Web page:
Phenobarbital Induced Liver Disease
Written by: Dr William Thomas, DVM Dipl.ACVIM(Neurology)
Many dogs taking phenobarbital develop increases in certain liver enzymes, especially alkaline phosphatase (ALP) and aspartate transaminase (AST). These laboratory changes do not indicate or predict the development of significant liver disease and are not indications to stop therapy.(1) Rather these changes probably reflect enzyme induction by phenobarbital.
However, a small percentage of dogs on long-term phenobarbital therapy do develop serious liver disease.(2) The precise incidence of phenobarbital-induced liver disease is unknown, although in one study the rate of death due to liver disease in dogs taking phenobarbital was low (0.8%).(3) Liver toxicity may be more likely when taking multiple anti-seizure drugs with the potential for liver disease or when phenobarbital blood concentrations are greater than 35 mg/ml.(3)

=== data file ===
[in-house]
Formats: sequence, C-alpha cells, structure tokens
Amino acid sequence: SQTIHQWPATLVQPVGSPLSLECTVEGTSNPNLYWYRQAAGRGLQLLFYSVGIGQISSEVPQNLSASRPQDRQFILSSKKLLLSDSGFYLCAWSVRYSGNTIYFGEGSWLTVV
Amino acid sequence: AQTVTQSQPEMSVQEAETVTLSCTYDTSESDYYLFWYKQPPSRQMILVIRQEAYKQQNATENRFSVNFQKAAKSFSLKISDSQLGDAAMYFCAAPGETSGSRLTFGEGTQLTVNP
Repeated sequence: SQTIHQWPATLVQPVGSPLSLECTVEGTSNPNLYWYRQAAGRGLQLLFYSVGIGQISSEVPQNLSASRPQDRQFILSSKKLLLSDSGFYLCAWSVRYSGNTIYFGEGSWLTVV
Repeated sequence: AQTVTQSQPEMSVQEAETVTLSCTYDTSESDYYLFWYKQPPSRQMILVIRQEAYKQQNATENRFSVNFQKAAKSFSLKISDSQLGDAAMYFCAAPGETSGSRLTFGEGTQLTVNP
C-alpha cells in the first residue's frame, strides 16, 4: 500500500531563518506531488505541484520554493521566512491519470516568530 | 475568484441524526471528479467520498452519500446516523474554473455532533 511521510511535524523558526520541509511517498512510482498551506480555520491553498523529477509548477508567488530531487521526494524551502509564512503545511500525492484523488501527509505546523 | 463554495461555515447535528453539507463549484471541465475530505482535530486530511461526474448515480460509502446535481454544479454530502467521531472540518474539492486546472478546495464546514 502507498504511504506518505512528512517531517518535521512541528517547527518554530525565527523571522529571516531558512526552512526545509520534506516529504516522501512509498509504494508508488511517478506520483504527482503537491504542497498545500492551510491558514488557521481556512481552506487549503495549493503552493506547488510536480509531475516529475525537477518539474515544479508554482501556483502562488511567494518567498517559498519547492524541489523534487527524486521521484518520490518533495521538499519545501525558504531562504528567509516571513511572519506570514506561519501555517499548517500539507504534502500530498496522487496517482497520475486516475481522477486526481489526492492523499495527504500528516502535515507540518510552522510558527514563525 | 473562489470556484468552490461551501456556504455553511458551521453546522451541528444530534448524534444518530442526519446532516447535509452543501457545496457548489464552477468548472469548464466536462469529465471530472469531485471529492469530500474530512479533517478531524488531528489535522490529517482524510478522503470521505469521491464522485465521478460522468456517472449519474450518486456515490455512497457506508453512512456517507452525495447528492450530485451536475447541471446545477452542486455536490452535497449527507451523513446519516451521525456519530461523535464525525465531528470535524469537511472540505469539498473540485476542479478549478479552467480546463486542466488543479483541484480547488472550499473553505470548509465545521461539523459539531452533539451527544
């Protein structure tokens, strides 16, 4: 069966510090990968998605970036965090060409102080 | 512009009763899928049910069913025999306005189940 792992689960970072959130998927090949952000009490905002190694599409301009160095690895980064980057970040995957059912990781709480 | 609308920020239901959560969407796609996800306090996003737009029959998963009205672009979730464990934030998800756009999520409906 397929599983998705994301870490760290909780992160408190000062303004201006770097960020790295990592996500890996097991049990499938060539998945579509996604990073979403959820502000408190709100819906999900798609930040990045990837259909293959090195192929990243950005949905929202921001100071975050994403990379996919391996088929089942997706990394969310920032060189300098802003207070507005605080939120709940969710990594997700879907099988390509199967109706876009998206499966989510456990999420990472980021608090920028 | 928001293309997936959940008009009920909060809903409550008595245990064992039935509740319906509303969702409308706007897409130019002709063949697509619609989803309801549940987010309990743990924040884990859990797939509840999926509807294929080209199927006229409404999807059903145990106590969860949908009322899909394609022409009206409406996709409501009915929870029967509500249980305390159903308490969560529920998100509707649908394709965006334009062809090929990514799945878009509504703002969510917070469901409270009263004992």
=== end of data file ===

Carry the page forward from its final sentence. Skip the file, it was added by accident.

Clinical signs of liver disease include decreased appetite, sedation, incoordination, icterus (yellow-tinged gums and eyes, and ascites (increased fluid within the abdomen). These signs are not specific for liver disease and can be seen with many other disorders. Laboratory evidence of liver disease includes elevations in bile acids, and an increase in serum phenobarbital concentrations despite no increase in dose.(3) Because phenobarbital therapy does not normally cause increases in bile acids, this laboratory test is more specific for liver disease, compared to liver enzymes.
Liver toxicity may be reversible if it is detected early and the phenobarbital is withdrawn. However, this adverse effect can be irreversible and ultimately fatal.((3) Some veterinarians recommend periodic screening with bile acid testing every 6-12 months in order to detect early liver disease, although the benefit of such testing has not been evaluated in controlled clinical trials. In dogs with substantial liver disease, replacement of the phenobarbital with bromide is often considered. Bromide is probably the anti-seizure drug of choice in dogs with liver disease.
WB Thomas DVM
University of Tennessee
Page last update: 12/13/2011